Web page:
King Billy’s (other) horse

Published in Early Modern History (1500–1700), Issue 4 (Winter 2004), Letters, Letters, Volume 12, Williamite Wars



—The Autumn issue of History Ireland has just come through the letterbox and I happen to have opened it on Áine Maire Chadwick’s letter on White Sorrel, the white horse so famously associated with King Billy. As your correspondent points out, this was not the horse ridden by William at the Battle of the Boyne. That horse, as Padraig Lenihan notes in his article ‘King Billy—a military assessment’ (HI 12.1, Spring 2004), was indeed a ‘dark horse’ and not white. It may interest you and your readers to know that animal’s fate.
After the horse sank to its haunches in the mud of the battlefield, it was recovered and came into the possession of Henry, third earl of Drogheda, who was appointed governor and commissioner in Ireland by William. He had the animal professionally stuffed by a taxidermist, and to mark its importance he draped it in cloth of gold!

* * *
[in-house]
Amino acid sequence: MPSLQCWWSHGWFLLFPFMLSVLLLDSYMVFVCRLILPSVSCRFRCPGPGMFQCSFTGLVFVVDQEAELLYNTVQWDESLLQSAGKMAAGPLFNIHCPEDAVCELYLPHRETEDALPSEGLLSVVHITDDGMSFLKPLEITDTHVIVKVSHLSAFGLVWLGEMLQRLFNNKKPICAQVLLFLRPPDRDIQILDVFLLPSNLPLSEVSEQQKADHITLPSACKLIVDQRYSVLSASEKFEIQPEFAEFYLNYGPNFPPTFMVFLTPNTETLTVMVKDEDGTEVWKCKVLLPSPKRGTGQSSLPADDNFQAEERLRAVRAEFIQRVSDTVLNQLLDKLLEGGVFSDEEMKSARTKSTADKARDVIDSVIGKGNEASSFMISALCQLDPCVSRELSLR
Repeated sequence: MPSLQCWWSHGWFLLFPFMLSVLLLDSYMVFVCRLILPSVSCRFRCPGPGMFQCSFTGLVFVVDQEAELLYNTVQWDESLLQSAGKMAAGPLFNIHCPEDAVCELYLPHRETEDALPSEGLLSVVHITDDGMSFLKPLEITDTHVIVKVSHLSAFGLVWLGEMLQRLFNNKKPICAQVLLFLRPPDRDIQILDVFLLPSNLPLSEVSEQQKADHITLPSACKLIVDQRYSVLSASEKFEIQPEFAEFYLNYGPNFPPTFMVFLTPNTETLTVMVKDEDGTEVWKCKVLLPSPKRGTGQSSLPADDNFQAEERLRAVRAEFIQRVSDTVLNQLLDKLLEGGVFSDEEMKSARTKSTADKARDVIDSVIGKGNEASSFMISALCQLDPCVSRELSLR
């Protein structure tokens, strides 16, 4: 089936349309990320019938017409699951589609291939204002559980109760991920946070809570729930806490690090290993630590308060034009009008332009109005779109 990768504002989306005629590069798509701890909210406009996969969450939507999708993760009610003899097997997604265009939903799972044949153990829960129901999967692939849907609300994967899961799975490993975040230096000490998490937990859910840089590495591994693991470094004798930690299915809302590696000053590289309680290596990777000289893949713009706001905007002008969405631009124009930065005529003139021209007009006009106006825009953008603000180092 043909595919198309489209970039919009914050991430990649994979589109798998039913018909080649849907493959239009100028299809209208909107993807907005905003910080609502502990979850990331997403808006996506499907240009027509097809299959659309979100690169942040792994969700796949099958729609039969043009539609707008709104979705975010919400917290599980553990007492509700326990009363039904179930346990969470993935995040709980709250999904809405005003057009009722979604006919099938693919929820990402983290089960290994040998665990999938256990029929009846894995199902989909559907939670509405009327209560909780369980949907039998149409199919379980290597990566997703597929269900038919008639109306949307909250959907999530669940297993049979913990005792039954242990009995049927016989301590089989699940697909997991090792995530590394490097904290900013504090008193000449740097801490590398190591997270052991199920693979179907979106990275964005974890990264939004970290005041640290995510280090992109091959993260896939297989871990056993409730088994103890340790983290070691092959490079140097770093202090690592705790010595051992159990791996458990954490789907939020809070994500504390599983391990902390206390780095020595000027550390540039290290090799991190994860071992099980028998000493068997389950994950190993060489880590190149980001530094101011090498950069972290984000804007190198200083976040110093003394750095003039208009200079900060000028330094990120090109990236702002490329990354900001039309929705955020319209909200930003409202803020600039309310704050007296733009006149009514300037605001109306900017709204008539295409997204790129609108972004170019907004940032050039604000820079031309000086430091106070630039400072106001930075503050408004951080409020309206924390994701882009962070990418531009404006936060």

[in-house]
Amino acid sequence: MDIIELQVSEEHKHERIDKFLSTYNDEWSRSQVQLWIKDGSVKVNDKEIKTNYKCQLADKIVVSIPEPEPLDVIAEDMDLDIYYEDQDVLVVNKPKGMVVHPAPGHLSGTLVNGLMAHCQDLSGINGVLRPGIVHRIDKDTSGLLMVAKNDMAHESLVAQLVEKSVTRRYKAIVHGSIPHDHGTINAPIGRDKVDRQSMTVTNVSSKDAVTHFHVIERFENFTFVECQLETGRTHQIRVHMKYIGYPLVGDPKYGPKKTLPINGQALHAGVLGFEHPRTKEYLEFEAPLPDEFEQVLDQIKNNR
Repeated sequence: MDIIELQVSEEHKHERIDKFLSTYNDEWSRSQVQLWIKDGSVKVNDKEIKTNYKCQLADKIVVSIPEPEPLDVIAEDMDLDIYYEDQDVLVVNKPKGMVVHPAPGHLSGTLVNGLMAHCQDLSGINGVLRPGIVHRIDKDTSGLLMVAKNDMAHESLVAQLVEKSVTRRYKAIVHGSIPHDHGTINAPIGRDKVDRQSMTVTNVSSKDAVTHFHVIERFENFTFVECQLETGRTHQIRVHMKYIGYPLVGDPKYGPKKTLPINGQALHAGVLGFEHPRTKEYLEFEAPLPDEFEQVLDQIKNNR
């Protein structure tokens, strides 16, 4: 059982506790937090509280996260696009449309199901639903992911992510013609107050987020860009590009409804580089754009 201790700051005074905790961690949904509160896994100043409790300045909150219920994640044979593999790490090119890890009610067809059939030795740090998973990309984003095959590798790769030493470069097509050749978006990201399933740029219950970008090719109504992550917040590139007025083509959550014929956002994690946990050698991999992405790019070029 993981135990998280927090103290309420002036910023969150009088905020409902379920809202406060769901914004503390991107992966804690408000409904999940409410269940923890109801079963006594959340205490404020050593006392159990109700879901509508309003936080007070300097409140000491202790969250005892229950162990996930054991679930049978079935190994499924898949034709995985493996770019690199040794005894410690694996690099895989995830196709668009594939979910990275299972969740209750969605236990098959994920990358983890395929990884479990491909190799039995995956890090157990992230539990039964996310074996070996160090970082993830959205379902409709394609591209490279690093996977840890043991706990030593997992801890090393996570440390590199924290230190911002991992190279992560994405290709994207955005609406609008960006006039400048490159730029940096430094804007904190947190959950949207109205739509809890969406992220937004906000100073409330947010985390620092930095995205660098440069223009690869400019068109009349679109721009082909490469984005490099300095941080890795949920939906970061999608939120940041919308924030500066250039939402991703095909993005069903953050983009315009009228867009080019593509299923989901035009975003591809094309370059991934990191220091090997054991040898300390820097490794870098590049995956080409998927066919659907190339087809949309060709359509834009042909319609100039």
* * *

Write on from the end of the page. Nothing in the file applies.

Geraldine Carville refers to this story in her book Monasterevin: a parish and its people. She also relates the further adventures of this unfortunate animal. When Edward, fifth earl of Drogheda, was forced to settle his brother Henry’s (fourth earl) debts, he sold the family home and lands around Mellifont near Drogheda and moved to Moore Abbey in Monasterevin, Co. Kildare. The horse in its golden caparison took up residence in the basement of Moore Abbey and no doubt became an unusual attraction for visiting members of the Orange Order, an organisation with whom the Droghedas became associated. Indeed, Monasterevin had one of the leading Orange lodges in Kildare during the 1790s.
In the mid-nineteenth century a land steward of the Drogheda estate, who was emigrating to Australia, took a piece of the caparison with him. Arriving in Australia, he had it valued and was pleasantly surprised to find that it was real cloth of gold and he was now a wealthy man.
That is where this horse’s tale ends, for I can find no trace of the horse during the later periods of Moore Abbey’s occupation by Count John McCormack or the Sisters of Charity of Jesus and Mary. The Droghedas may have taken it with them when they left Ireland, or it may have mouldered and been forgotten beneath Moore Abbey.


—Yours etc.,
Monasterevin Historical Society


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